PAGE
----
"El destino no puede ser negado"
Fate cannot be denied. It sounds better in spanish
. In any case, thatīs what Elsbeth always thought, since the first time she saw a varisian tarot untill the very last moments of her life. She had strong beliefs in the magic behind the varisian tarot, which she used to enhance her magic powers and cast more powerful spells.
She was my friend Saraīs character in īthe setting "Rise of the Runelords" by Paizo. Our party dared destiny to defeat the growing power of the runelord Sorshen, mistress of Lust and Enchantment (the setting was modified by our Narrator to include Sorshen as the Big Boss).
The bad thing is that the end of the setting was the worst I have ever played. Sorshen had somehow become "one" with the demiplane she created and inhabited, and because of that she was specially difficult to kill. Permanently, I mean. As far as our character knew, she must be bleed to death and the artifact she used to rule over the plane, destroyed. Bleeding her to death was not easy, but still easier to destroy the artifact... because the plane was locked to travel, and destroying the artifact would probably destroy the plane as well. The ultimate sacrifice of the heroes, that they decided to take.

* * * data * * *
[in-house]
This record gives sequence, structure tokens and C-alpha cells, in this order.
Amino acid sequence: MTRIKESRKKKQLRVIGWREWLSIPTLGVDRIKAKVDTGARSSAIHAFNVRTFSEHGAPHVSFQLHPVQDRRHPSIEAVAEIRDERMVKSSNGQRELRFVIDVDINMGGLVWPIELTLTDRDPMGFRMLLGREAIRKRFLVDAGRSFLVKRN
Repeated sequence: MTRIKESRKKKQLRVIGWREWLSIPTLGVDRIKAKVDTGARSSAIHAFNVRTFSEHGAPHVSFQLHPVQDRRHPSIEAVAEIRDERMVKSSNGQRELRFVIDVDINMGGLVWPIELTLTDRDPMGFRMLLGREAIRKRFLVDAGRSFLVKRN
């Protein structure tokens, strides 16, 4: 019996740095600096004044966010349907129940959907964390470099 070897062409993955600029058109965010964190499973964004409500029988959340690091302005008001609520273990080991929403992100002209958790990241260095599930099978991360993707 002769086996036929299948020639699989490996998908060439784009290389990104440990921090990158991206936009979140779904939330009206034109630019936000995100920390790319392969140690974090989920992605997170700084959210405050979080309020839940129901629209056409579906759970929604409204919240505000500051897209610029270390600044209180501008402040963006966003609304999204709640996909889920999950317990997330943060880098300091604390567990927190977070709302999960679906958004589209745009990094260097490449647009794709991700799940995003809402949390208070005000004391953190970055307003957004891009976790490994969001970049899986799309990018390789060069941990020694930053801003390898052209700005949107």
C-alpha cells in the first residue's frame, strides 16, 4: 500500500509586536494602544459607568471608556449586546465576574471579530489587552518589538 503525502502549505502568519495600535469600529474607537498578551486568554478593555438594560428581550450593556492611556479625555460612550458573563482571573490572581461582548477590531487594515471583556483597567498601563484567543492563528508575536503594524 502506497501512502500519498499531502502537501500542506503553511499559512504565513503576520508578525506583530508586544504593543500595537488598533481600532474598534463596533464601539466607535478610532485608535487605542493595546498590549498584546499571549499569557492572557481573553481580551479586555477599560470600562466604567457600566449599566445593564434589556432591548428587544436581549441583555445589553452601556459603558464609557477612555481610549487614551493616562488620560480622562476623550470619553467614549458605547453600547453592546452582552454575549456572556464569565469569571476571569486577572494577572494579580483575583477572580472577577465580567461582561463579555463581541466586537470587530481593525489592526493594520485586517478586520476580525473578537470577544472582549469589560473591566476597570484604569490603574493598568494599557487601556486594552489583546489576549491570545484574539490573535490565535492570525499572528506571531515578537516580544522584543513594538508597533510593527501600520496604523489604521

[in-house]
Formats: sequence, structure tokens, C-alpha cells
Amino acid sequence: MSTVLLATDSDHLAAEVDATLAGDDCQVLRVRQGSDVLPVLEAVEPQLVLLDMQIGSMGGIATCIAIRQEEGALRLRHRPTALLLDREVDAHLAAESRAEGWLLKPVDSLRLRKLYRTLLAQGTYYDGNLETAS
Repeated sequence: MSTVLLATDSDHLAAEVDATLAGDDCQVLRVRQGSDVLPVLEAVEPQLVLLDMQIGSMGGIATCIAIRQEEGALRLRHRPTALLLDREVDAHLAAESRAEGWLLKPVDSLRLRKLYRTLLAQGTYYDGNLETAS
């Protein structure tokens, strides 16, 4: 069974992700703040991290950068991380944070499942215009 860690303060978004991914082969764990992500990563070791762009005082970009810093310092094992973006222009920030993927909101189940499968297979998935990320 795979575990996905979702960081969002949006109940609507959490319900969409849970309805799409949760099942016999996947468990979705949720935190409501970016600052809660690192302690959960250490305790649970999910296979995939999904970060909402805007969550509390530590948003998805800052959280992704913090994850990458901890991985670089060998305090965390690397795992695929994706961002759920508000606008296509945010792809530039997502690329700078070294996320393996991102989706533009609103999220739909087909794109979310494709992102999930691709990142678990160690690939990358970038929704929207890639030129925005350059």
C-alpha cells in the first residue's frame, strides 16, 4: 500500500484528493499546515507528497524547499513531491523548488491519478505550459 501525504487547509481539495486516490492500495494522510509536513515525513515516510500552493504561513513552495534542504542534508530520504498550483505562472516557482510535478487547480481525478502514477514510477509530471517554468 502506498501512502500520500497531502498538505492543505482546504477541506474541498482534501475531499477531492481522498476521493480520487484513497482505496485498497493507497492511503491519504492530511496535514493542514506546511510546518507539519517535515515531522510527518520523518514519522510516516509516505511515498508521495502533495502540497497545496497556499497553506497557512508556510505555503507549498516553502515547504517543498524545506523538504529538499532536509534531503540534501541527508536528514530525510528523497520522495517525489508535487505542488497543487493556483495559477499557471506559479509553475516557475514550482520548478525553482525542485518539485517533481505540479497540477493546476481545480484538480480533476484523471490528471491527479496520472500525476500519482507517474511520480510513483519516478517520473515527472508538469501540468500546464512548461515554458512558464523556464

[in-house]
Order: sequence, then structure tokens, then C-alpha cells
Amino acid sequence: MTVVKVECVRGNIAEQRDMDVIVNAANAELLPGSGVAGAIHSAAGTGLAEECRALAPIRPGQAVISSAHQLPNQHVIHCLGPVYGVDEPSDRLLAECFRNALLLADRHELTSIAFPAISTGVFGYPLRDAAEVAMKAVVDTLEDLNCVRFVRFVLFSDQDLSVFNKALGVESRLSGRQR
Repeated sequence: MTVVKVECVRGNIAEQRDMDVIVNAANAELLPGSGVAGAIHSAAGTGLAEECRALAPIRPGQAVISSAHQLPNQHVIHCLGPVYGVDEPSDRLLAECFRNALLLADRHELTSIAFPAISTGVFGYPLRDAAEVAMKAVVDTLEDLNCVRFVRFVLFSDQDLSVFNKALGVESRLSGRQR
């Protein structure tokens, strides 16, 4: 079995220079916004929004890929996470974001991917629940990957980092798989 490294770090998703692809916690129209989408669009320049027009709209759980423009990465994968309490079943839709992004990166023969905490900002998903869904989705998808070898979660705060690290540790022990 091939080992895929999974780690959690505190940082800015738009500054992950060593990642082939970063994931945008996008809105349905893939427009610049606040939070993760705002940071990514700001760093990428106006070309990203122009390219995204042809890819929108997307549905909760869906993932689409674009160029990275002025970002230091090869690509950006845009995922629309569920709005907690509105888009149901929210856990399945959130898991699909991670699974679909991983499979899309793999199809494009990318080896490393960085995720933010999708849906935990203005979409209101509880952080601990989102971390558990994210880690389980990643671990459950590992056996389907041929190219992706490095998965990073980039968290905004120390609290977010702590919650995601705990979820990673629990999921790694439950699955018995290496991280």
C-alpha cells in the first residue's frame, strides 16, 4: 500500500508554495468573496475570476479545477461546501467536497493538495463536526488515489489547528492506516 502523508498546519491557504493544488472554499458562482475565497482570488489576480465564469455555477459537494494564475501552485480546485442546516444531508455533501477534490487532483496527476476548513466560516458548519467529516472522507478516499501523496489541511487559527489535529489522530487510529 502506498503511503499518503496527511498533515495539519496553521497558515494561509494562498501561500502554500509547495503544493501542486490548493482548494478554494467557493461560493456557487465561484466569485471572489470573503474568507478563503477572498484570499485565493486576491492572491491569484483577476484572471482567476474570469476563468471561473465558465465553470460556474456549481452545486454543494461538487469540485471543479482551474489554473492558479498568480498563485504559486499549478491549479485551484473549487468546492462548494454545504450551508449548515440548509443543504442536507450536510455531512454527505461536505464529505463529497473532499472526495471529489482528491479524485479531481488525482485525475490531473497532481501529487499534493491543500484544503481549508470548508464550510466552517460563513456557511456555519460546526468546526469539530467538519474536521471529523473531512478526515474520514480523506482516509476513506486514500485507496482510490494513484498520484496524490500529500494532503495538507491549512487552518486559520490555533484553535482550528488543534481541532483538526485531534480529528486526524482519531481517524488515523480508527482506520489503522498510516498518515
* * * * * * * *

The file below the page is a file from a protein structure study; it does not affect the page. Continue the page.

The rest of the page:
... but no, not all of them. Elsbeth believed in destiny. Maximillien, the paladin, also believed in destiny. My character Erundyl believed that, if detiny existed, she should be a whore as worth killing as Sorshen itself. With the magic provided by the last use of the varisian tarot, he escaped the plane just upon destroying the artifact, being the only survivor able to tell the tale.
That thing on her leg is a want carrier, with a magic "self-service" ad that provided the desired wand with one hit of her hip
Elsbeth also wears very colorful clothes, due to her varisian heritage. It is a pity that the pic in in black and white :3
Elsbeth. Varisian half-elf sorceress with the "Destined" bloodline. Riuse of the Runelors, by Paizo, Pathfinder.
Other characters in the same setting: